My eldest daughter is into soccer big-time. Don't ask me how it happened. I vaguely remember signing her up for a summer rec program when she was 4 years old. Why? I couldn't tell you. I had never watched a soccer game in my life, let alone played the sport myself. It must have been my husband. I probably wanted to sign her up for T-ball or beachcombing and missed the deadline, so my husband likely suggested soccer as a good outdoor activity to encourage running and kicking. It's his fault. He's got only himself to blame for her all-consuming love of futbol and the resulting poverty from forking over the big bucks to finance her soccer career.
What was I trying to say? Oh, right. My point is that you just never know what your child is going to love to do in life. My firstborn seemed to find her path early on. My 9-year-old is trickier. She's tried a lot of different things. She's liked a lot of different things. But she absolutely hates being told what to do. While she adores dancing around the house, making up routines and performing for us in the living room, she chafes at being forced to stand at a ballet barre. She loves to draw and paint and color, but can't abide sitting in a classroom to create something that's been assigned. She would live year-round in a swimming pool if she could, pretending that she were a mermaid, but she groans and complains if a coach asks her to swim laps. I could go on and on, but I think you're getting the picture. She's one of those free-spirited, artistic types who needs a lot of unstructured time to play.
So you could have knocked me over with a feather when she started insisting that she needs ice skating lessons.
For whatever reason, the ice skating rink recently has become a popular destination for class field trips and friends' birthday parties. We've only got a million frozen ponds and lakes outside that cost zero cents to use, but our precious babies have to skate inside where it's nice and warm and requires $3.00 admission. Why, when I was a kid, I strapped on tin cans to my shoes and skated 5 miles on icy roads in a raging blizzard to school . . . wait a minute . . . what was I talking about? Oh, yes. I was pointing out that it didn't matter that her peers have been playing hockey or participating in figure skating competitions for years, my daughter—who has inherited her father's no fear gene—hit the ice in rented skates and decided that she, too, will skate backwards, spin, and balance on one leg. Which she did without falling even once.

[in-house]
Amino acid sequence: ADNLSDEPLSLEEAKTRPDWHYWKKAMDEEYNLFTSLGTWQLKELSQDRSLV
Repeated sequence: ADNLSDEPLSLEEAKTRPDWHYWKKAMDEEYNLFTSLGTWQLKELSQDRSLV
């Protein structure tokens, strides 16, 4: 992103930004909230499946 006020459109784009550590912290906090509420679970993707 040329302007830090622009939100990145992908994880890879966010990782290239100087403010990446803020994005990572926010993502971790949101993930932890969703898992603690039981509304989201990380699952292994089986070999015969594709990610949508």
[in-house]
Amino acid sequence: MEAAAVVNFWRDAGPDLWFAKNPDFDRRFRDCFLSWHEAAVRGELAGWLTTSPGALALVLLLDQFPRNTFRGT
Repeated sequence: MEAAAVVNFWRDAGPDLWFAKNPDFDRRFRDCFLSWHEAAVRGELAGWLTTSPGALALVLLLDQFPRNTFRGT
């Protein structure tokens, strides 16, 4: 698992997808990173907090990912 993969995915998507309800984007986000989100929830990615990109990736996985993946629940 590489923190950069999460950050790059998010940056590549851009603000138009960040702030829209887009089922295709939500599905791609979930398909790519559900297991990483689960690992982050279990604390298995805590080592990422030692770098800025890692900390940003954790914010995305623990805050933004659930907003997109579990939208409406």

She came off the ice with a huge smile on her face and one mission in life: to learn how to figure skate properly. I took her request with a grain of salt, mumbling, "We'll see . . , " knowing full well that if I distracted her with a cookie-baking session or a game of Clue, she'd forget all about her dreams of triple axels and salchows. Well, whaddyaknow. She's been pestering me on a daily basis since before Christmas to please, PLEASE sign her up for lessons. I reminded her that she'd be in a class with a teacher who will make her practice. Her eyes lit up at that. "Yes! I know, Mom! I was skating around a class in the middle of the rink, listening in on what they were saying!"
Alright, alright, kid. You've convinced me.
You start lessons on Saturday, 10:15 sharp.
Until then, I'll be at the computer Googling for ideas on how to get my 3-year-old twins to come out of their shells. I worry that they're too introverted and fearful.
Dinner last night: chow mein noodles, Mongolian beef